R/GA boss Bob Greenberg: We’re launching in Shanghai and Mumbai will be next

Bob Greenberg talks to Mumbrella editor Alex Hayes

Bob Greenberg talks to Mumbrella editor Alex Hayes

Bob Greenberg, the co-founder of high-profile digital agency R/GA, has revealed that the agency is on the brink of opening an office in Shanghai, adding to operations already up and running in Singapore and Sydney.

During a video hangout with Mumbrella, the agency’s CEO and creative director said that his company – which is known for ground-breaking campaigns for the likes of Nike in recent years – has waited to launch in China’s commercial capital to avoid the mistakes made of others in the past.

Greenberg told the New York Times in 2012 that he had “one client” who wanted R/GA to launch in Shanghai, Mumbai and also South Korea “as soon as possible.”

“We’re in the process of opening Shanghai – that will happen,” he told Mumbrella today. “We waited a long while with Shanghai. It hasn’t been easy for other agencies to get started in Shanghai, nor has it been easy to make them successful financially.”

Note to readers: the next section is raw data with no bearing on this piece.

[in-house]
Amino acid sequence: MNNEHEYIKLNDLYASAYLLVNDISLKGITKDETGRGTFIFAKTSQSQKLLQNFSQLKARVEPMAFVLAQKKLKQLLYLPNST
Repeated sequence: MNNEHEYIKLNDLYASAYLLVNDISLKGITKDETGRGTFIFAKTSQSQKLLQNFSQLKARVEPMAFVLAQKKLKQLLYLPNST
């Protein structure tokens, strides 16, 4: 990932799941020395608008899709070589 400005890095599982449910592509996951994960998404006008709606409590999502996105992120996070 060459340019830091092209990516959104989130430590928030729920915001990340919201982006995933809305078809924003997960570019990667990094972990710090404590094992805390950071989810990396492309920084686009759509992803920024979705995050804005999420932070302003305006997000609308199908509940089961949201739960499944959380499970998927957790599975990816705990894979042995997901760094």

But he said that over the years there have been learnings for foreign companies entering China that enable new entrants to not “stumble over the same mistakes”.

However, Greenberg suggested that an apparent lack of appetite for high-quality creative work was an obstacle for agencies launching in China.

“Agencies such as ours like to do good work. But the level of the work I’ve seen in China is not very high.”

“Part of that is because that [top creative work] is not what they’re looking for [in China]. We’re going to go in to change that, but we’re not sure how to get there.”

Pushing the creative needle in China would be a “game changer” for the region, he said.

Mumbai would be the next market on the list, Greenberg also revealed, his comments emerging the day after AKQA announced it was launching in India.

R/GA’s launch strategy is to start with two people, an account manager and a creative, then build from there.

Greenberg said that he did not believe in expanding by acquisition.

“Nothing is more important than culture, and we’ve made a conscious choice not to do acquisitions. That type of activity is a culture killer,” he said in the hangout, which can be watched here.


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